Inspire: Richard Avedon

 Posted by on September 5, 2017
Sep 052017
 

Richard Avedon, “Beekeeper”, 1981

Avedon was an American fashion and portrait photographer with a huge collection of work. Many images we may have seen but didn’t know he took them. The famous Simon and Garfunkel album cover, a young Bob Dylan, Marilyn Monroe, Andy Warhol, The Beatles, Janis Joplin, Buster Keaton and many more… The New York Times spoke of him saying “his fashion and portrait photographs helped define America’s image of style, beauty and culture for the last half-century”… Here we see a beekeeper with his bees, simple and surreal. I recall hearing that Avedon would set up a white backdrop so that many photos could be taken outside using the sun. He also has left in the strange border markings that tell the viewer a large format film camera was used. See more at http://www.richardavedon.com/.

Inspire: Kahn & Selesnick

 Posted by on August 8, 2017
Aug 082017
 

Kahn & Selesnick, “Constellation Matrix”, 2011

Nicholas Kahn from London and Richard Selesnick from New York are collaborative artists working with photography and installation art. Their images feel like fictitious histories set in both the past and future. Their work blends surreal storytelling with almost alien-like or fantasy worlds.. Many of the images really push the boundaries of the standard size with frames that stretch out very long. Others are a blending of many exposures, some taken by the NASA mission to Mars. See more at http://www.kahnselesnick.com/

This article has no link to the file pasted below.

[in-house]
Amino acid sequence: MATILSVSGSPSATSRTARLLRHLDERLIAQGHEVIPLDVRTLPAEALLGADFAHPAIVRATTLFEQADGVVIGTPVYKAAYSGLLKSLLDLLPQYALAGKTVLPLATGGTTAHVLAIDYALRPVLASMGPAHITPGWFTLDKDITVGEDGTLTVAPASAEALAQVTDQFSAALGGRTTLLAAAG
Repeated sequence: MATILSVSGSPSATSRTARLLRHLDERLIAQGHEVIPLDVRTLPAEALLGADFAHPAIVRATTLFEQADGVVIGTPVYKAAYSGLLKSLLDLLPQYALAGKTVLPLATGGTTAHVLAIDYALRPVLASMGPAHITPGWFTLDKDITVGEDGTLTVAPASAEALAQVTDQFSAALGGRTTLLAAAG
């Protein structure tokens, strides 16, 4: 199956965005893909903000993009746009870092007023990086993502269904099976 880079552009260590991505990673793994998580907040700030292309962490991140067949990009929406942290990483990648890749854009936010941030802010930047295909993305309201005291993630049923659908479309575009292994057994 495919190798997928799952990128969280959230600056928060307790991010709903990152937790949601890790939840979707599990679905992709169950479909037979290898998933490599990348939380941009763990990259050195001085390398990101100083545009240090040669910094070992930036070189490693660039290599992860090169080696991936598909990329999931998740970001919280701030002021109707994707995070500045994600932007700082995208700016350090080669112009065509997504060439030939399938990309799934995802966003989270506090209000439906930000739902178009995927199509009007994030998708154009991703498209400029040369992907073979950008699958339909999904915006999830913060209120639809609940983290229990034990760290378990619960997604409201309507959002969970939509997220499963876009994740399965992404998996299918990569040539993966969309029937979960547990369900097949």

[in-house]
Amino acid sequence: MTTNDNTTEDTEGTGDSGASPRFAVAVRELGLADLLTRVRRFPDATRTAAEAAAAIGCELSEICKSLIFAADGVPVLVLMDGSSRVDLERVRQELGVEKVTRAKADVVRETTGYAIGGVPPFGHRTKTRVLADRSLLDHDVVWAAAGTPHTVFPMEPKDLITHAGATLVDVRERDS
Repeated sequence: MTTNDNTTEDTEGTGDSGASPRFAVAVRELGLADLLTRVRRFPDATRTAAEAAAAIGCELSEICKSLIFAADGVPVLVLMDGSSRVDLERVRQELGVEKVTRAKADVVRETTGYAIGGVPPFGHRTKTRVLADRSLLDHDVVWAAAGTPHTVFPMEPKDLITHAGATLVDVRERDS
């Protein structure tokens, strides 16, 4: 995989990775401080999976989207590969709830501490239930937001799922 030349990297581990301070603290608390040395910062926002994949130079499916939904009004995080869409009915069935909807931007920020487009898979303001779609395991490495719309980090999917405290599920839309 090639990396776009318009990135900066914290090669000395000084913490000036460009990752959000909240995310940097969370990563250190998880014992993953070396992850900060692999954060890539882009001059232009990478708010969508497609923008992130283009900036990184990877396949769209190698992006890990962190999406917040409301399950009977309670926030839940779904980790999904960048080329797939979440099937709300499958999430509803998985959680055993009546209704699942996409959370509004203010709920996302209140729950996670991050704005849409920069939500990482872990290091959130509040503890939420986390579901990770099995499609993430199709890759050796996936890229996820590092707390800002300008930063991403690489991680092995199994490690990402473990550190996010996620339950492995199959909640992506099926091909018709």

Inspire: Kenneth Josephson

 Posted by on July 11, 2017
Jul 112017
 

Kenneth Josephson, Chicago, 1973

Josephson is a very early influential practitioner of conceptual photography. He studied with Minor White at RIT and was later inspired by Aaron Siskind and Harry Callahan. His work uses various techniques such as double exposures, holding objects into the scene, combining photographic prints within the exposure itself, and so on – speaking about the process and ideas relating to the medium itself.

Inspire: William Henry Fox Talbot

 Posted by on June 20, 2017
Jun 202017
 

William Henry Fox Talbot, “The Open Door”, 1844

Talbot was the “second” inventor of photography, an early pioneer who invented the Calotype process. The method before him (Daguerreotype) created only one single image, whereas Talbot’s Calotype used a paper negative which could be used to create multiple copies – much like today’s film… Since the process was now reproducible, Talbot came up with the idea to create the first ever photography book he titled “The Pencil Of Nature”, which included 22 handmade prints alongside writings about the medium and its possibilities. In his book, next to this image, he wrote: